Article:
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15 Nov 2013

Looking ahead to 2014…

Posted on November 15, 2013 by

In PR it’s good to know the latest trends before they’ve even happened. Staying ahead of the game is essential to remain innovative and creative but, most importantly, to know your audience.

Here are my predictions of how our role as PRs will change in 2014 and what the key trends will be. From the shake-up of social to a transformed traditional media, we can expect our role to be even more challenging next year. But we all know how much we love a challenge!

Google+ to lead the way

Whilst Google+, with over 540 million active users, is already making waves in the world of online customer engagement, expect to see even more brands utilising the platform to its potential next year. Not only are those +1s becoming ever more important to Google search, but the whole strategy of the network makes it solely focused on relevant content. It connects people in those circles that are appropriate to them, acting as a filter which only delivers content you’re interested in. So if your brand has an audience that is active on Google+, ensure you have a presence in 2014 and make it count. Make the most of the layout, ensuring your updates are image or video-led. And be in the right circles, don’t just wait for people to join yours! Other sites may also make changes to become more like Google+, making content shared and received much more relevant.

Facebook loses out

Facebook will continue to lose members of its younger audience to newer platforms like Kik (30 million users), Whatsapp (350 million users) and Snapchat (5 million daily active users), which are emerging as some of the fastest growing social networks. Those channels each allow you to share private images and videos in a similar process to sending a text. Although, for these new instant messaging platforms to continue to be popular, they need to adapt and evolve to stay relevant. After all, how many Snapchats can one person send before they get bored? Therefore, networks like Instagram may choose to adopt Snapchat’s functionality, expanding their offering so users can also send instant messages.

Rich content is key

Visual social networking sites have been at the forefront of some of this year’s most powerful social media campaigns, with the likes of Dorritos, Next and Urban Outfitters using Vine to get in front of customers. Even Twitter is becoming more visual following its recent image preview changes. So expect current social networking sites, and future ones, to be much more image and video-led.

Online priority

We all know traditional print media is in decline. Publishers are having to adapt to meet the needs of readers and stay afloat.

From News International’s paywalls to the Mail Online’s Fashion Finder feature, big media players are developing new digital business models to increase revenue online and maintain their audiences. Going forward we’ll see even more of this from other sites and it’s likely we’ll start to see more online exclusives, where we pay to access content.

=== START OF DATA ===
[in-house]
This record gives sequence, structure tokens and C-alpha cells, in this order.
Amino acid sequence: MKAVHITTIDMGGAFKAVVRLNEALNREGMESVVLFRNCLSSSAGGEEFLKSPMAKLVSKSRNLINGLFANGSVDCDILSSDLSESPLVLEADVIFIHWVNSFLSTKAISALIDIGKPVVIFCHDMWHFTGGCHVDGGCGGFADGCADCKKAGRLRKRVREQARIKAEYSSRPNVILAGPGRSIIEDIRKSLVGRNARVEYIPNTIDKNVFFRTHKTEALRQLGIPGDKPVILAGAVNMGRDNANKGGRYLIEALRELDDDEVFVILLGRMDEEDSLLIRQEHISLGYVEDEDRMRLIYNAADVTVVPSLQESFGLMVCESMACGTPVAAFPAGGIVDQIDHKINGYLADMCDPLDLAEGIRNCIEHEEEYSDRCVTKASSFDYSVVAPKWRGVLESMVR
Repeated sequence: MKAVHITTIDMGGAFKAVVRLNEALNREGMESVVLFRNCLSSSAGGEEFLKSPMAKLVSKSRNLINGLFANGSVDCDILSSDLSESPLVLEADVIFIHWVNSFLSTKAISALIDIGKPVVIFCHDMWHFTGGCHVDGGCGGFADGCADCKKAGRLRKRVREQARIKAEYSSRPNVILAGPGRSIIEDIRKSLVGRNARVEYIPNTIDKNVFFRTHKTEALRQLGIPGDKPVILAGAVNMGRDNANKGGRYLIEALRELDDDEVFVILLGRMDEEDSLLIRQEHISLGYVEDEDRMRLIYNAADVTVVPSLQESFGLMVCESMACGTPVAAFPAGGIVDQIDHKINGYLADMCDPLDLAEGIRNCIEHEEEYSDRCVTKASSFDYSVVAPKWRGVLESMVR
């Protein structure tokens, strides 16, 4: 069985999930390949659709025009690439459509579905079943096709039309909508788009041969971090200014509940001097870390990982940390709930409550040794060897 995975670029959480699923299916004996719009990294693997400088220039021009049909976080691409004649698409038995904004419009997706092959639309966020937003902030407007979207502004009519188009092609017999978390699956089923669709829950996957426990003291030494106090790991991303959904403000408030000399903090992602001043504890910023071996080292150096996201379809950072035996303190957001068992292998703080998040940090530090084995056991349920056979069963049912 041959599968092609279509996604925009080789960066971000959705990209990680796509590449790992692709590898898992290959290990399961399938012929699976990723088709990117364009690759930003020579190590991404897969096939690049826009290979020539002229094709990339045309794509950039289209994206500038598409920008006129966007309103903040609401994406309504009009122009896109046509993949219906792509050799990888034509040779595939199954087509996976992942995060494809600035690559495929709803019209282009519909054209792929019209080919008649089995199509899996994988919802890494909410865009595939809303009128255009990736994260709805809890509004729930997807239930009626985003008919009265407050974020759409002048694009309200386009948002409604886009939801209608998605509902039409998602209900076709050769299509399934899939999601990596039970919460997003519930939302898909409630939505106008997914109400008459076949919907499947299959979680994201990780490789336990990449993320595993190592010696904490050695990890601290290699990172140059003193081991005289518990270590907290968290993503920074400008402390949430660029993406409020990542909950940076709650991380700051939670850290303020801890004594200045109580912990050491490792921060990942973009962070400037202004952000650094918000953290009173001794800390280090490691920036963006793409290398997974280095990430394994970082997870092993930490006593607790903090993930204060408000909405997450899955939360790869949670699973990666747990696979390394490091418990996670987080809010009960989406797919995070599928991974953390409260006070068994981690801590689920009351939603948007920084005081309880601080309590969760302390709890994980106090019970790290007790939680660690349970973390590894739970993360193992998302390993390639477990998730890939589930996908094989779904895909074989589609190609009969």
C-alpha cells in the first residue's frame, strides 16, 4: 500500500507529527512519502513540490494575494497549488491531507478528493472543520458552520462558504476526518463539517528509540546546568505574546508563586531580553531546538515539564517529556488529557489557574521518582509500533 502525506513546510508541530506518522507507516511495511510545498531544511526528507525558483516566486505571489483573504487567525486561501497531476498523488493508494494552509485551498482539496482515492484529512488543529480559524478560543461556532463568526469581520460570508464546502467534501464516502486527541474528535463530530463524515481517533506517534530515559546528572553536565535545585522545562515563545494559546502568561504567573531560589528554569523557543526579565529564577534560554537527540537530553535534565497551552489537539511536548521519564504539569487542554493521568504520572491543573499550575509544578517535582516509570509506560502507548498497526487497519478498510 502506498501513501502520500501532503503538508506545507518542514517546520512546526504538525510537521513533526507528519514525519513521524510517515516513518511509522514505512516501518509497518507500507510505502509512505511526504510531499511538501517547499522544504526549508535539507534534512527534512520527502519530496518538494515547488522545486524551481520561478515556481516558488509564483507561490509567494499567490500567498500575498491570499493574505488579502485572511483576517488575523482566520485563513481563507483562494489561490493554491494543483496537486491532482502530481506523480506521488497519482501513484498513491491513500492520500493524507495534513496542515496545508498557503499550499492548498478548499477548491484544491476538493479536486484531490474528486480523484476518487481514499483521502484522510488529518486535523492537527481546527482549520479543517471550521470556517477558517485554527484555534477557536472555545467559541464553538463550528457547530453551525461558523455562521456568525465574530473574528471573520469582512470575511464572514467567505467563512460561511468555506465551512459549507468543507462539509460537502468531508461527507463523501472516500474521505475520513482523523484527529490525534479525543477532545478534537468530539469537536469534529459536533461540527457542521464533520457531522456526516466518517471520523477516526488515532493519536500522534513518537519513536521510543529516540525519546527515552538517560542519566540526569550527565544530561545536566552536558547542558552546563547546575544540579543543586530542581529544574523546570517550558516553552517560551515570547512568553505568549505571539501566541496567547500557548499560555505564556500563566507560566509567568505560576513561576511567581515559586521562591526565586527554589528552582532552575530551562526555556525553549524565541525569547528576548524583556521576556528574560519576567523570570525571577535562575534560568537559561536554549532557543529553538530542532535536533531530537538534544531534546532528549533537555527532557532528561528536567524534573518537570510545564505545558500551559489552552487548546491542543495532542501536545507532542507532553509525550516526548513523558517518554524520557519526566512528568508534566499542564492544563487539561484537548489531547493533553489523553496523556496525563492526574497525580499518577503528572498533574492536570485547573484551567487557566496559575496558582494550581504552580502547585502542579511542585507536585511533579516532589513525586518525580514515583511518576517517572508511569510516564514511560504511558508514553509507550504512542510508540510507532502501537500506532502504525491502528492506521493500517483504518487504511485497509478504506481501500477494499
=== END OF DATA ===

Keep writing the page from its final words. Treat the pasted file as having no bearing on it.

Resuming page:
Mobile is king

We are in the age where anything online can be accessed via your smartphone. We are increasingly accessing our bank accounts, doing our shopping, watching sports, reading the news, checking our emails and tweeting all through our phones. If we are at a conference, we’ll tweet about it using our smartphone. If we are organising an experiential PR event, we will ask people to talk about it and post images on social media using their mobiles.

News websites have created their own apps to make content easier to read with larger headlines and bigger images. We are using hashtags in almost everything we do to direct debate and engagement to Twitter, Facebook, Pinterest etc as we know almost everyone has a smartphone. In 2014 some content may start to become exclusively available on mobiles. For example, if you want to watch a football match, you could be given access via purchasing an app. Not only are consumers choosing to access content via their mobile, brands are encouraging them. Smartphones allow consumers to have 24 hour access to anything online, so that means more website visits, more online engagement and just another channel to influence.

Demand for better evaluation

Instead of counting pieces of coverage and AVEs, there is now a tendency to evaluate Facebook likes and the amount of Twitter followers we have. Surely this is also failing to represent influence? Unless your objective is simply to get people to connect with you online, we need to start thinking beyond this and constantly asking ourselves, to what extent is this actually driving sales and influencing people?

Fast-paced PR

All these new trends suggest a demand for fast-paced, proactive and reactive PR. The always changing online arena, will mean fewer press releases and more bespoke content and our media relations will be more targeted than ever before.

We’ll need to be quicker off the mark if we’re considering commenting on stories, or piggybacking. But it will stretch us as professionals to be more forward-thinking and innovative. Fresh ideas will never have been more important. And influence should be the priority over awareness for any brand.

But keep your eyes peeled, you never know what’s around the corner in PR.

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